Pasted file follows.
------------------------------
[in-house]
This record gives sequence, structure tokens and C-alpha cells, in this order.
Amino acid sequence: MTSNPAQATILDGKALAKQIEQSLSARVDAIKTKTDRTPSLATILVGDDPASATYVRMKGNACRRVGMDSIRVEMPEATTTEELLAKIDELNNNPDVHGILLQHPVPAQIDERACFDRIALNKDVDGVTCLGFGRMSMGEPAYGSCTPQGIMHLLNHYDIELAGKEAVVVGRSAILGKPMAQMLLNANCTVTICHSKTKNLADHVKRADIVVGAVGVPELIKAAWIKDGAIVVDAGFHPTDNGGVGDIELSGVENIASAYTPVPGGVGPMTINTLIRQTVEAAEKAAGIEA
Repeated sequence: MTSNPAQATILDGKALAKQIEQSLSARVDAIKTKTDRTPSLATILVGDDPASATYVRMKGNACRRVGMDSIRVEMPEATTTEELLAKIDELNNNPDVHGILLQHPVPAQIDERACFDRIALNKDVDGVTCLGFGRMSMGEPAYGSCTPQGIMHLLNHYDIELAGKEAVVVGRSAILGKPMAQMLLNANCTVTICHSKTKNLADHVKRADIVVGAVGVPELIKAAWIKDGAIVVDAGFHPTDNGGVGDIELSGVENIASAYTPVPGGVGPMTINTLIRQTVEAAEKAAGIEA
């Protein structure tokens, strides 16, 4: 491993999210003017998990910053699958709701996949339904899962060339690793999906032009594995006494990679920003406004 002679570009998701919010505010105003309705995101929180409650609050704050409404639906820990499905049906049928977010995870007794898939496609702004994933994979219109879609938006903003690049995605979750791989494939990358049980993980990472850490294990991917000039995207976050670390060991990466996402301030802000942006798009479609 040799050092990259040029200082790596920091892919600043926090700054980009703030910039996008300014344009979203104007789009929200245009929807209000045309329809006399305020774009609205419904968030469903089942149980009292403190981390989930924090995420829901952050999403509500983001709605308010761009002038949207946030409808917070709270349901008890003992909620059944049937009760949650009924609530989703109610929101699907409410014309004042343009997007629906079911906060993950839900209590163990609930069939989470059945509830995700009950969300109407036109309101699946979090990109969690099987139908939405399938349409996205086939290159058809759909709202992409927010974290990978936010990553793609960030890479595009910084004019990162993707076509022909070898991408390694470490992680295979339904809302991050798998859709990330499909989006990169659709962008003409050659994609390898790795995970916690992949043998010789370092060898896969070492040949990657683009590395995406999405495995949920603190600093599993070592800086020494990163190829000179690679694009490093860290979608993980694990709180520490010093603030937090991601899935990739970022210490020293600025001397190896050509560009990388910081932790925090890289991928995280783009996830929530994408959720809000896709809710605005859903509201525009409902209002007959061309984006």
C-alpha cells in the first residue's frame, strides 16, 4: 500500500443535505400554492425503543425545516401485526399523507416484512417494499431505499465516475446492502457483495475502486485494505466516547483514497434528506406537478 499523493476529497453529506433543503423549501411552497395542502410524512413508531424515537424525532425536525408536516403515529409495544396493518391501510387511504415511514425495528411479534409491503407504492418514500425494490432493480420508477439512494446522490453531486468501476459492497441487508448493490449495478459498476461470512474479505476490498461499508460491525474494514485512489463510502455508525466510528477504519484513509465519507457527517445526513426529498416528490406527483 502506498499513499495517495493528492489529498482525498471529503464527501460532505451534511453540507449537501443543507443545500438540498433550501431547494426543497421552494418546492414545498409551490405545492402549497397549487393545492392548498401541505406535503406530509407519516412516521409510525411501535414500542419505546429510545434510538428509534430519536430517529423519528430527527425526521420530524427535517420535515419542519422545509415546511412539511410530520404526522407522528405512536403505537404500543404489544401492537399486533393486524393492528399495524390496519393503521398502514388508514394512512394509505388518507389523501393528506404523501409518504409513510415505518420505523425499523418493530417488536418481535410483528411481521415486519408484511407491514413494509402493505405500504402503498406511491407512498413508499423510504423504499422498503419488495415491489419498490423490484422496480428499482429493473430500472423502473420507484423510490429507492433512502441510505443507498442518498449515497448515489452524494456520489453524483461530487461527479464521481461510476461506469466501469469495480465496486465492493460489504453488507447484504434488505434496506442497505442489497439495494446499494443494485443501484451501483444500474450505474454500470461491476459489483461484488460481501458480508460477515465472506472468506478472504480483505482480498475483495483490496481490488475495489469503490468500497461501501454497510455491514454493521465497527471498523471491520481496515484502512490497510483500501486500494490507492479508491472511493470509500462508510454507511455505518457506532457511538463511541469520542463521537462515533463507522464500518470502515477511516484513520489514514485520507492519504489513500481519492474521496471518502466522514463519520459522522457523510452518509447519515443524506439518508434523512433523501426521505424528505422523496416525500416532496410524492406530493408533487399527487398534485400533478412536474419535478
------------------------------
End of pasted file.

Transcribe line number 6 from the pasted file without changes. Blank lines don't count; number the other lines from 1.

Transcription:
C-alpha cells in the first residue's frame, strides 16, 4: 500500500443535505400554492425503543425545516401485526399523507416484512417494499431505499465516475446492502457483495475502486485494505466516547483514497434528506406537478 499523493476529497453529506433543503423549501411552497395542502410524512413508531424515537424525532425536525408536516403515529409495544396493518391501510387511504415511514425495528411479534409491503407504492418514500425494490432493480420508477439512494446522490453531486468501476459492497441487508448493490449495478459498476461470512474479505476490498461499508460491525474494514485512489463510502455508525466510528477504519484513509465519507457527517445526513426529498416528490406527483 502506498499513499495517495493528492489529498482525498471529503464527501460532505451534511453540507449537501443543507443545500438540498433550501431547494426543497421552494418546492414545498409551490405545492402549497397549487393545492392548498401541505406535503406530509407519516412516521409510525411501535414500542419505546429510545434510538428509534430519536430517529423519528430527527425526521420530524427535517420535515419542519422545509415546511412539511410530520404526522407522528405512536403505537404500543404489544401492537399486533393486524393492528399495524390496519393503521398502514388508514394512512394509505388518507389523501393528506404523501409518504409513510415505518420505523425499523418493530417488536418481535410483528411481521415486519408484511407491514413494509402493505405500504402503498406511491407512498413508499423510504423504499422498503419488495415491489419498490423490484422496480428499482429493473430500472423502473420507484423510490429507492433512502441510505443507498442518498449515497448515489452524494456520489453524483461530487461527479464521481461510476461506469466501469469495480465496486465492493460489504453488507447484504434488505434496506442497505442489497439495494446499494443494485443501484451501483444500474450505474454500470461491476459489483461484488460481501458480508460477515465472506472468506478472504480483505482480498475483495483490496481490488475495489469503490468500497461501501454497510455491514454493521465497527471498523471491520481496515484502512490497510483500501486500494490507492479508491472511493470509500462508510454507511455505518457506532457511538463511541469520542463521537462515533463507522464500518470502515477511516484513520489514514485520507492519504489513500481519492474521496471518502466522514463519520459522522457523510452518509447519515443524506439518508434523512433523501426521505424528505422523496416525500416532496410524492406530493408533487399527487398534485400533478412536474419535478